Wednesday, July 05, 2006

Bloggers Recover together: one year after July 7.

My Way News has the story here.

Witness the sorrow:

(British Rachel North, a survivor from the July 7 London bombings poses for a photographer in central London Wednesday June 28, 2006, one week ahead of the first anniversary of the terrorist attacks on the British capitol. North, a 35-year-old advertising executive, has become a reluctant figurehead. She has drawn 150,000 readers to her online journal, which described the horror of the blast on a Piccadilly line carriage that killed 25 passengers. (AP Photo/Christopher Pledger))
Bloodied and bewildered strangers led each other from the wreckage of the London bombings last July 7. A year later, many of them have forged close bonds - sharing their experiences in a network of blogs.

Dozens of the 700 injured in the train and bus blasts have recounted their stories online and are using them to press the British government for a full public inquiry.

Advertising executive Rachel North, 35, has become a reluctant figurehead, drawing 150,000 readers to her online journal, which described the horror of the blast on a Piccadilly line carriage that killed 25 passengers.

As she rode the subway just six feet away from 19-year-old suicide bomber Jermaine Lindsay, North already was recalling an earlier trauma: reading a newly published magazine article about her rape in 2002, when a teenage assailant tied a wire noose around her neck and beat her unconscious.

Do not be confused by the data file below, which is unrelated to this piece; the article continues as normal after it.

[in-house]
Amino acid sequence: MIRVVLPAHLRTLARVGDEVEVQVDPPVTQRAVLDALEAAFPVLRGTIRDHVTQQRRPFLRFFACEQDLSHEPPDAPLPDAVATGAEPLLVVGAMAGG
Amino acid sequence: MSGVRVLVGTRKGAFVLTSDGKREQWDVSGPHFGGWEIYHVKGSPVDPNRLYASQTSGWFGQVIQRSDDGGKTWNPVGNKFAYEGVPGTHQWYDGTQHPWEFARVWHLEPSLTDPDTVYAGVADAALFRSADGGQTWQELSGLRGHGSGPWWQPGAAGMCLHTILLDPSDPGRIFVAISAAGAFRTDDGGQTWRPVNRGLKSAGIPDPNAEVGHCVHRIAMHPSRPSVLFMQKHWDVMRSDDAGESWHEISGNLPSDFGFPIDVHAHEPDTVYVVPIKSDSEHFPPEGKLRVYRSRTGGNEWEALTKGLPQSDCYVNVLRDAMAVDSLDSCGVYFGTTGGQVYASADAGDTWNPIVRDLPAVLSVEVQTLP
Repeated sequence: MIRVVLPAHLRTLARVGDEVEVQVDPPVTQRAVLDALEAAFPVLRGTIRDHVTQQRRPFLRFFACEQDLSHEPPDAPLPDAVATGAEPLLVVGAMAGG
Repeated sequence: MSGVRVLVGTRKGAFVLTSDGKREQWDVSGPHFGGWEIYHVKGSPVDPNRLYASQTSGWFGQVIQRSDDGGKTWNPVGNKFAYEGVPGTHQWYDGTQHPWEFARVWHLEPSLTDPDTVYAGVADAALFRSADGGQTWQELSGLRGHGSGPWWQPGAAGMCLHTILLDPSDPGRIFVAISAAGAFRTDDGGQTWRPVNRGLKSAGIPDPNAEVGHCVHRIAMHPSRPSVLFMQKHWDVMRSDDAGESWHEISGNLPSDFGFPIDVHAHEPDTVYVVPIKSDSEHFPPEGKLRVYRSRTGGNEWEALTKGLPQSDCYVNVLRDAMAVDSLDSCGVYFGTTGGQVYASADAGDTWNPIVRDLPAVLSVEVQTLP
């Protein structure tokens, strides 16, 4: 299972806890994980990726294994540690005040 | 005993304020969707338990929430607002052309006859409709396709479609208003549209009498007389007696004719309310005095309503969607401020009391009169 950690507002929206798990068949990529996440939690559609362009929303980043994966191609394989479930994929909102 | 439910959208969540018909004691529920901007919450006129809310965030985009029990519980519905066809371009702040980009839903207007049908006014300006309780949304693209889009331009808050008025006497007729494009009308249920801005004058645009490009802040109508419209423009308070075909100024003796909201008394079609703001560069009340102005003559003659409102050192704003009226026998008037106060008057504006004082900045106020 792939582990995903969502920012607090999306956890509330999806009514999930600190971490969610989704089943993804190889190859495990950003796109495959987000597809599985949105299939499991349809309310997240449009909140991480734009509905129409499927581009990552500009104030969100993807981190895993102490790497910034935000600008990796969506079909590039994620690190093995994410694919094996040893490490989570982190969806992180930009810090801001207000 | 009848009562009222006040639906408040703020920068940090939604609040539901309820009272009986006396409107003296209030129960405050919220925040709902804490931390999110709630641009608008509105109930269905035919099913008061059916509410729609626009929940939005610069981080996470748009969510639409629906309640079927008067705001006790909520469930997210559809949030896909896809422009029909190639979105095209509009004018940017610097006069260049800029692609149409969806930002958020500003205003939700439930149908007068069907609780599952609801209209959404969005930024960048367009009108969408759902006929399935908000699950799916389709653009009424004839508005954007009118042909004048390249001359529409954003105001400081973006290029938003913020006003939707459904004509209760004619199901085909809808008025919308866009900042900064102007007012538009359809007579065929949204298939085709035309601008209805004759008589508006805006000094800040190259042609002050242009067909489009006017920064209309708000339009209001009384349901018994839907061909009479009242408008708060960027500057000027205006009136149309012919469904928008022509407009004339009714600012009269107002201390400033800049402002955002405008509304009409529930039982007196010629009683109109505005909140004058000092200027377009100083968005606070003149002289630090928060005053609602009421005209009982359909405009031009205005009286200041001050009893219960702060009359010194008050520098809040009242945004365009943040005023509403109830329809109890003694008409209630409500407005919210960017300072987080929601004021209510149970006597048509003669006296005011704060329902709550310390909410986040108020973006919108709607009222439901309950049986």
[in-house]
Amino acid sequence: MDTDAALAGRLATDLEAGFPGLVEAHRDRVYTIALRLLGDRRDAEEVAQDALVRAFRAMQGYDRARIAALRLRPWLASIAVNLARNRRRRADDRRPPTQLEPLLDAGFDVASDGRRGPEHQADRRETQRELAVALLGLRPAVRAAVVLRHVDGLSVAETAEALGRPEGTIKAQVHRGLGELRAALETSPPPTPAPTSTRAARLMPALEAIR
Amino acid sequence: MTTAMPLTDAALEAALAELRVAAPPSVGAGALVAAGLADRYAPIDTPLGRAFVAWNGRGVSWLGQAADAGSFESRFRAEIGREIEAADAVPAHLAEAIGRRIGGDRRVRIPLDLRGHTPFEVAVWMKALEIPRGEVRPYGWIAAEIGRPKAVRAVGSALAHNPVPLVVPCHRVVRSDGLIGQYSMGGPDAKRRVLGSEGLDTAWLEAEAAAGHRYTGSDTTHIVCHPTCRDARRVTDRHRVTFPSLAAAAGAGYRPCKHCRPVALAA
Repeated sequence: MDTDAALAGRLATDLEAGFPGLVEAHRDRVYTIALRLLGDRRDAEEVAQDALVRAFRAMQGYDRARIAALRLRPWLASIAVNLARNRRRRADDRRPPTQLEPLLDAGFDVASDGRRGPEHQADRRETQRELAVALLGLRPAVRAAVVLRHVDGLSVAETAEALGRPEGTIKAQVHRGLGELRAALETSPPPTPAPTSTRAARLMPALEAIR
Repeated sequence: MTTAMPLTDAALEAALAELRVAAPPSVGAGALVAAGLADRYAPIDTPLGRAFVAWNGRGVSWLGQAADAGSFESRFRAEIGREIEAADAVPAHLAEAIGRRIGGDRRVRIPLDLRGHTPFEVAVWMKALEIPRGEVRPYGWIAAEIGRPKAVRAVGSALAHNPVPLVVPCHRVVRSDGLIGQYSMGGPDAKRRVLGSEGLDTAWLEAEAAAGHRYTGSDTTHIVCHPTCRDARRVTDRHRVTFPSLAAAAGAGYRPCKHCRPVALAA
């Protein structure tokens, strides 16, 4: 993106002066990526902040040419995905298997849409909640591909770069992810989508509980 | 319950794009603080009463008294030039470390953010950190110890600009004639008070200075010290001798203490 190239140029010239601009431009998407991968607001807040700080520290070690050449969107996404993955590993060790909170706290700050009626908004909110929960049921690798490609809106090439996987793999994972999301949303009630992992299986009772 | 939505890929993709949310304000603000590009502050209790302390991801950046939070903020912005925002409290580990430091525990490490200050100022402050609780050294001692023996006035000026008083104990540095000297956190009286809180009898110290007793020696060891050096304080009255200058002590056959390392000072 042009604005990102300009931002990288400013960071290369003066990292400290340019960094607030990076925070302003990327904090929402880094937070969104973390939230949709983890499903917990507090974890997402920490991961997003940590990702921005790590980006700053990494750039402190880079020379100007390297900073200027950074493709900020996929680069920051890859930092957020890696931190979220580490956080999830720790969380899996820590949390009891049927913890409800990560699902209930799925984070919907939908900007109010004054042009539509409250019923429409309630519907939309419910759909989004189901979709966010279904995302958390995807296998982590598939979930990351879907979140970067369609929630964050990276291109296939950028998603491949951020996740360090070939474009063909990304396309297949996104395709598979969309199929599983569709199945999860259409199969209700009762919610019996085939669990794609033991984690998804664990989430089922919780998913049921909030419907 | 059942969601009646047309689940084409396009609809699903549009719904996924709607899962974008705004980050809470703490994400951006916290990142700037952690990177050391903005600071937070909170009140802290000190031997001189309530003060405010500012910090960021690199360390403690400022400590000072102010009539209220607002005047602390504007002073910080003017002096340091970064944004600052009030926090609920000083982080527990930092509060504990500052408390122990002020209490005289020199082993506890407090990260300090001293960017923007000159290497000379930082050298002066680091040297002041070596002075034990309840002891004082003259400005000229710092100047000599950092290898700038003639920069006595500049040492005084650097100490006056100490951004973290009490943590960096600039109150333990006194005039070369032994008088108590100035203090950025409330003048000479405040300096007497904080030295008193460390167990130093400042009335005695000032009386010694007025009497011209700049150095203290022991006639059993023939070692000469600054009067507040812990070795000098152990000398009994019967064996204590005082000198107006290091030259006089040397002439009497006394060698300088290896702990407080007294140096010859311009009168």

North suffered only minor wounds in the bombing and returned home within hours. Unable to sleep, she posted a message on an Internet forum, describing the sickening feeling of the new attack.

"Clouds of choking smoke filled the tube carriage ... I thought I was about to die, or was dead," she wrote. "There was silence for 10 secs. Then a terrible screaming."

"In 2002, when I was first attacked, I'd found reading the experiences of others who'd gone through the same thing helped, so I wanted to get my experience out," North told The Associated Press in an interview.

"It was cathartic for me, but I also hoped it would be read by those struggling with shock."

Soon after her first post, North was contacted by a survivor who had already taken the difficult first step of returning to London's Underground. A day later, nauseous and shaking with fear, North returned to the subway and, by chance, met a third anxious survivor.

From those meetings grew King's Cross United - a network of 110 victims of Lindsay's bomb, including members from Spain, Turkey and Singapore - who trade advice on a Web site and meet in person.
They endured the horrors of the July 7 bombings alone. They recover from the together.

That's a lesson we can all continue to learn.

That's why we're Church, after all.

We sinned against God, ourselves and those in our lives all on our own. We recover from those sins, and from the devestations they caused, when we repent and rejoin God and our neighbors. In other words, when we're sick to the point of death, it's time to head to the hospital. That's what we are as Church together. We're in the hospital to heal. Christ is the physician that treats us.

And the funny thing is, Church works the same way when we're sinned against. Shattered by those sins others commit against us, we can drown alone in our bitterness, resentment and pain. Or we can forgive. It's easier to forgive when we do it united with our Savior. In other words, when we're under the Physicians care, we act healthier.

Rachel North and her peers gathered together to heal from the horrors they experienced. Let's follow their example as we unite together with each other and our Savior.